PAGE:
DOS-PROLOG is completely self-contained, and can run on a 'raw' MS-DOS machine in the absence of any memory managers, but it is also compatiable with EMS, XMS, VCPI and DPMI memory managers. In the former case, every single byte of memory can be directly accessed by DOS-PROLOG; in the latter cases, certain areas of memory may not be available to DOS-PROLOG, because the memory managers might have reserved them for their own use.
Even though DOS-PROLOG runs in protected mode in order to achieve its impressive memory handling, you still run the system from the traditional DOS command line prompt. All of the necessary 32-bit memory management software is built in, so there is no need to buy or run separate DOS extenders, C compilers or special device drivers. So far as you are concerned, DOS-PROLOG is just another standard application. It just happens to give you direct access to all the memory on your computer...
Thorough Quintus Prolog Compatibility
DOS-PROLOG has been designed from scratch for Quintus Prolog (QP) compatibility. This extends well beyond the obvious requirement of duplicating the built in predicates of QP, as it includes special features such as logical file names, background bookkeeping of predicates/file relationships, and much more. Most applications will port directly from QP to DOS-PROLOG, as the file management support isolates user programs from the intricacies of the host operating system.
Linear Garbage Collection
With all the memory available to the designers, it would have been tempting to skimp on garbage collection features. However, the garbage collection and memory management within DOS-PROLOG is even more complete and advanced than in any of LPA's previous Prolog systems.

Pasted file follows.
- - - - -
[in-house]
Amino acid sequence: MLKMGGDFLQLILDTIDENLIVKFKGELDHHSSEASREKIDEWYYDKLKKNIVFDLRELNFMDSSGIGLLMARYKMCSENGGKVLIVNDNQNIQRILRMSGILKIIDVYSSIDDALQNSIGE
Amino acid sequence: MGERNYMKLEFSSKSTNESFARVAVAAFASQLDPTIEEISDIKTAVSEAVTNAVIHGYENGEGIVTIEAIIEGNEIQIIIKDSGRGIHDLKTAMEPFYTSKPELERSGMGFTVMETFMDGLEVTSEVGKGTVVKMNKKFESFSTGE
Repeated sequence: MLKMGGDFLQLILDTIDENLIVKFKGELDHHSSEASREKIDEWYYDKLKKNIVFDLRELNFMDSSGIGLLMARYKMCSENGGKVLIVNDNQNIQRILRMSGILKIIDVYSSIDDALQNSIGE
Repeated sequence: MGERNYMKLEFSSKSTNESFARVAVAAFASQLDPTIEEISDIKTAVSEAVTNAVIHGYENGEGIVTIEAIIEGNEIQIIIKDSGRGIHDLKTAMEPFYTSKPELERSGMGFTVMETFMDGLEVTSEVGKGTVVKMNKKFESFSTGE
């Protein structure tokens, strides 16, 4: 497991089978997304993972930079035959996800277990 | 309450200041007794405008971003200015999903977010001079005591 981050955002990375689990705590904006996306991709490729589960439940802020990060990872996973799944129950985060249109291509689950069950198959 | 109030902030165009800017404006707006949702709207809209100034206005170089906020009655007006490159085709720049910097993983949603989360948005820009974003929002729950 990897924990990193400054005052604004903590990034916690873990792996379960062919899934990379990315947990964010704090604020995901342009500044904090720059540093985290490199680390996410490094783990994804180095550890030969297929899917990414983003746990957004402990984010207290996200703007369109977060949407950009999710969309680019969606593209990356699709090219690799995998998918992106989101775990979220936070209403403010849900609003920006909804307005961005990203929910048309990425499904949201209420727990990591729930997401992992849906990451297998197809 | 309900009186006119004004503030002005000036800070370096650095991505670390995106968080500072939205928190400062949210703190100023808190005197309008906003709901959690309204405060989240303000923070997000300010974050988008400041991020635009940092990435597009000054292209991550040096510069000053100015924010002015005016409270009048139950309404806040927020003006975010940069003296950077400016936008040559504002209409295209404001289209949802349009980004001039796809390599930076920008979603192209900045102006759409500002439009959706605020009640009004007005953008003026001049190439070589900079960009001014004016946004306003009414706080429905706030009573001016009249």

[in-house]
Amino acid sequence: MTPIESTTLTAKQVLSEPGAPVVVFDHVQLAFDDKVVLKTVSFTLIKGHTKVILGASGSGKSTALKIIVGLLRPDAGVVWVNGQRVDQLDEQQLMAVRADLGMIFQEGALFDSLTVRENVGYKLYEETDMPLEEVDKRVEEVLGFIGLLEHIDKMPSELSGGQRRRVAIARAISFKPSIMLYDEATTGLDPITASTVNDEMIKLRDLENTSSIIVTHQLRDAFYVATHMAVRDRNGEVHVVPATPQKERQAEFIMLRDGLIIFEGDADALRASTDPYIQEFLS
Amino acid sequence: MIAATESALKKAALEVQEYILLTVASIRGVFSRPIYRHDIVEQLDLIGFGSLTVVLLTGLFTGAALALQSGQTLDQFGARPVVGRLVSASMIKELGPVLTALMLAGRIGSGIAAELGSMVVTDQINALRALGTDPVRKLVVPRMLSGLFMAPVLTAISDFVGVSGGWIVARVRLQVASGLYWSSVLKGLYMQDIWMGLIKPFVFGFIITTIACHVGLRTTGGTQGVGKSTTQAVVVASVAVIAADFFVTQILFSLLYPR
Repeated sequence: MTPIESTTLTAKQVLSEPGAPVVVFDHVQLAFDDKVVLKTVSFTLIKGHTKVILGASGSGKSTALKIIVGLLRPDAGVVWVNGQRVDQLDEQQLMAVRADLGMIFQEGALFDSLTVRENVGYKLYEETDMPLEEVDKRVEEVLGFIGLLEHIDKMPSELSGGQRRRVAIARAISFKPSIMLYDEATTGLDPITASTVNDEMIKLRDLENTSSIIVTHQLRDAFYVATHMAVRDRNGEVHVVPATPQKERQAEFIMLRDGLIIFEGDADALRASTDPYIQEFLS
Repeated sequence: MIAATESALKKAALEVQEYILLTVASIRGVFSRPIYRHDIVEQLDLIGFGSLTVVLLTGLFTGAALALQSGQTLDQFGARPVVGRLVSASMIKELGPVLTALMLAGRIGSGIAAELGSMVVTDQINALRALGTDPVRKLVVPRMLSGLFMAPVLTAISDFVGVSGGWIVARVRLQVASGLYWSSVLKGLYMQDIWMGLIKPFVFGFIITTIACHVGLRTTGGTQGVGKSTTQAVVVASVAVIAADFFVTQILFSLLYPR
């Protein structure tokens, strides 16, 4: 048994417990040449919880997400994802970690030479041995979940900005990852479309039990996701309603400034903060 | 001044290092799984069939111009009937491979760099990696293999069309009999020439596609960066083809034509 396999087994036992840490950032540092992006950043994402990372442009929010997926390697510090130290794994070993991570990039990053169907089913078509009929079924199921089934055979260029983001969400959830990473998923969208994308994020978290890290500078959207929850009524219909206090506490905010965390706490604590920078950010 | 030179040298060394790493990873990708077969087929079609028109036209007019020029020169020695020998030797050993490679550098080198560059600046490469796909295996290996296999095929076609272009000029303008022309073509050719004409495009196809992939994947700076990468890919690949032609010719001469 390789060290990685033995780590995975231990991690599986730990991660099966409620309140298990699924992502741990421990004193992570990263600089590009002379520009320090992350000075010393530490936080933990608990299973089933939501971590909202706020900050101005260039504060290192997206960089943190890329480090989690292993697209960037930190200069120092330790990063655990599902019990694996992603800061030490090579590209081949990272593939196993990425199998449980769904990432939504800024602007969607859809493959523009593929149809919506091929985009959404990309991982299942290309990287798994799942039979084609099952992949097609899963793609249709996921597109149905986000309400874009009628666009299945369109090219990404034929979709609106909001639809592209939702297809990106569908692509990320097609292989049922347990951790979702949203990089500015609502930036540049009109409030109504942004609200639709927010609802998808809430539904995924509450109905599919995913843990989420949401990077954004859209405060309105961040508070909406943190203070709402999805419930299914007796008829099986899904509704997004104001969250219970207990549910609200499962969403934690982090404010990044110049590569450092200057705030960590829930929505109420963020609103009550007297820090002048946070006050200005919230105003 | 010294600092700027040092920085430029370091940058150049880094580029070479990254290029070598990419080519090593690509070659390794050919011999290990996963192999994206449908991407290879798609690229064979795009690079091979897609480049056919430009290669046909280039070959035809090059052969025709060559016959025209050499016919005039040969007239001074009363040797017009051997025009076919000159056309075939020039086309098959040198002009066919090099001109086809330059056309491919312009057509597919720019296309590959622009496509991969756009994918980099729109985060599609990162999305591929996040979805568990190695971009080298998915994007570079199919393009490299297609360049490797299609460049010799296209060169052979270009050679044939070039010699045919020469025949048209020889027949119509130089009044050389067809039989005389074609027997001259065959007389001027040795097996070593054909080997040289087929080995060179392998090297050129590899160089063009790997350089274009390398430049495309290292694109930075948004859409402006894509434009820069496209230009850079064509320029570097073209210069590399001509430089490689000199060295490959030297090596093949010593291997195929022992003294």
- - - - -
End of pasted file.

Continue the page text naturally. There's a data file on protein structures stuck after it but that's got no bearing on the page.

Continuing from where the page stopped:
The evaluation stacks and heap are managed by a linear garbage collector: doubling the size of evaluation space roughly doubles the time taken to collect garbage on any one occasion, but garbage collection occurs only half as often. The result is that there is no degradation of performance, when even vastly different sizes of evaluation space are used. A fixed size cell allocation scheme avoids any risk of memory fragmentation.
Text space is used to store the bodies of atoms and strings, and is managed as a special heap. It too is fully garbage collectable. Program space is used to store clauses and optimised programs, and is totally reclaimable when these programs are abolished. Both text and program spaces use a special segmented heap format which guarantees that every last byte of memory can be used, with no fragmentation or degradation problems, however many times items have been added or removed.
The Incremental Compiler
DOS-PROLOG is based on an incremental compiler, whereby all clauses in a program are compiled at all times. Because the compiler is incremental, individual clauses can be added by programs - just as in a conventional interpreter. In fact, assert/1 is implemented as a call to the compiler. But DOS-PROLOG goes beyond simple clause level compilation, maintaining dynamic first argument indexing (even into compound terms), which can result in considerable runtime performance improvements over previous LPA Prologs.
Programs can be incrementally decompiled too, allowing predicates like clause/1 and retract/1 (and even listing/1) to be implemented. Both the incremental compilation and decompilation routines are written in assembler code, and are very fast, matching the speed of their interpreter equivalents - but the clauses they manage run some 3-4 times faster than they would in an interpreter.
The Optimising Compiler
The incremental compiler/decompiler does not perform multi-argument indexing, or the space-saving last clause and other optimisations - they would simply be too complex to change on the fly during assert/1 or retract/1. With this in mind, DOS-PROLOG provides an alternative optimising compiler.